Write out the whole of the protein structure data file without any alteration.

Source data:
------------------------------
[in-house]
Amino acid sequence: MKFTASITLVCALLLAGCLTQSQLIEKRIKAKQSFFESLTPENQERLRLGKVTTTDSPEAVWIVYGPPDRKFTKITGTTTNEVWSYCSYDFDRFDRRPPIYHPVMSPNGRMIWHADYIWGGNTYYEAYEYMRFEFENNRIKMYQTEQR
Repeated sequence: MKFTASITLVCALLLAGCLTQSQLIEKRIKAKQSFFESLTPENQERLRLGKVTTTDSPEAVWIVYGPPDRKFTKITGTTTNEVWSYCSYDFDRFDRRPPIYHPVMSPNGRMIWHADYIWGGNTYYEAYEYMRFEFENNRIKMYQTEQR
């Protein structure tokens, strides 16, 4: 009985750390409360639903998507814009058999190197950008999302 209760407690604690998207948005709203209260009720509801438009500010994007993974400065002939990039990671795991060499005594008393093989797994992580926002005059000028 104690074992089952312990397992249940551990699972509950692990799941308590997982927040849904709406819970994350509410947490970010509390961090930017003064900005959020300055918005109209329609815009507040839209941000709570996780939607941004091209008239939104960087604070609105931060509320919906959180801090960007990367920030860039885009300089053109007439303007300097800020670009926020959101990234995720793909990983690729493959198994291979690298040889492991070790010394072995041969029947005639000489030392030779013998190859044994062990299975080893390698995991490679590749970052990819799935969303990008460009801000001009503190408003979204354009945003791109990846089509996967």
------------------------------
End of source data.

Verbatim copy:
[in-house]
Amino acid sequence: MKFTASITLVCALLLAGCLTQSQLIEKRIKAKQSFFESLTPENQERLRLGKVTTTDSPEAVWIVYGPPDRKFTKITGTTTNEVWSYCSYDFDRFDRRPPIYHPVMSPNGRMIWHADYIWGGNTYYEAYEYMRFEFENNRIKMYQTEQR
Repeated sequence: MKFTASITLVCALLLAGCLTQSQLIEKRIKAKQSFFESLTPENQERLRLGKVTTTDSPEAVWIVYGPPDRKFTKITGTTTNEVWSYCSYDFDRFDRRPPIYHPVMSPNGRMIWHADYIWGGNTYYEAYEYMRFEFENNRIKMYQTEQR
């Protein structure tokens, strides 16, 4: 009985750390409360639903998507814009058999190197950008999302 209760407690604690998207948005709203209260009720509801438009500010994007993974400065002939990039990671795991060499005594008393093989797994992580926002005059000028 104690074992089952312990397992249940551990699972509950692990799941308590997982927040849904709406819970994350509410947490970010509390961090930017003064900005959020300055918005109209329609815009507040839209941000709570996780939607941004091209008239939104960087604070609105931060509320919906959180801090960007990367920030860039885009300089053109007439303007300097800020670009926020959101990234995720793909990983690729493959198994291979690298040889492991070790010394072995041969029947005639000489030392030779013998190859044994062990299975080893390698995991490679590749970052990819799935969303990008460009801000001009503190408003979204354009945003791109990846089509996967």